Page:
Regional Gardening Reports :: National Gardening Association

Middle South

December, 2005
Regional Report

Check Old Seeds

Before placing your seed orders, do a germination test on stored seeds to see how viable they are. To do this, place 20 seeds between two sheets of moist paper towel and tuck it into a loosely tied plastic bag. Place in a warm area, and check every few days. If germination is less than 80 percent, consider purchasing new seed of that crop.

Continue Composting

Continue adding prunings and vegetable scraps to your compost pile throughout the winter. Although the composting process slows down in cold weather, it will pick up again when the weather warms in the spring. Cover the pile loosely with a tarp to prevent it from getting soggy.

Propagate African Violets

African violets make great houseplants and will flower in winter if given supplemental light. To propagate new plants, take a leaf cutting, dip the cut end in a rooting hormone powder, such as Rootone, and stick the cutting in a pot filled with vermiculite or sand. Cover the pot with a perforated clear plastic bag and keep the soil moist. In a few weeks you'll have new plants.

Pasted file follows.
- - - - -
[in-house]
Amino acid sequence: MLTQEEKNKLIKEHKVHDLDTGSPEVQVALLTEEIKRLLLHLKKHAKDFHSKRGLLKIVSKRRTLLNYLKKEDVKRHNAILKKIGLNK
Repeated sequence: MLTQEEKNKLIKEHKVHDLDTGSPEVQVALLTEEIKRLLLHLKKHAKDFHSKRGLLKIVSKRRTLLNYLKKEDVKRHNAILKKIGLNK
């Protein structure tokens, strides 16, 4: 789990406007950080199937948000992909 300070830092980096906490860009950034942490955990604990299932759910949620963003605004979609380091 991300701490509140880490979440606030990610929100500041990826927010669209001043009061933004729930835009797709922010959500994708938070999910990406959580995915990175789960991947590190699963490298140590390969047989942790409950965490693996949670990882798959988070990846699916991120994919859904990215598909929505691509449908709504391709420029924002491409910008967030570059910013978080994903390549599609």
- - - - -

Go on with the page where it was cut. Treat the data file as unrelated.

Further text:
Avoid Using Salt to Deice

Although salt does melt ice, it can also damage plant roots. Where possible, use sand or kitty litter to provide traction, or use one of the commercially available products made to melt ice without damaging plants.

Care for Amaryllis

With some care you can coax your amaryllis to bloom again next year. Cut back the flower stalk (but not the leaves) and continue watering and fertilizing the bulb. In summer, place the pot outdoors in a protected environment. In fall, bring it indoors and let the leaves die back and the bulb go dormant. In November, start watering again, and it may bloom again in the winter.


Today's site banner is by dirtdorphins and is called "Asperula"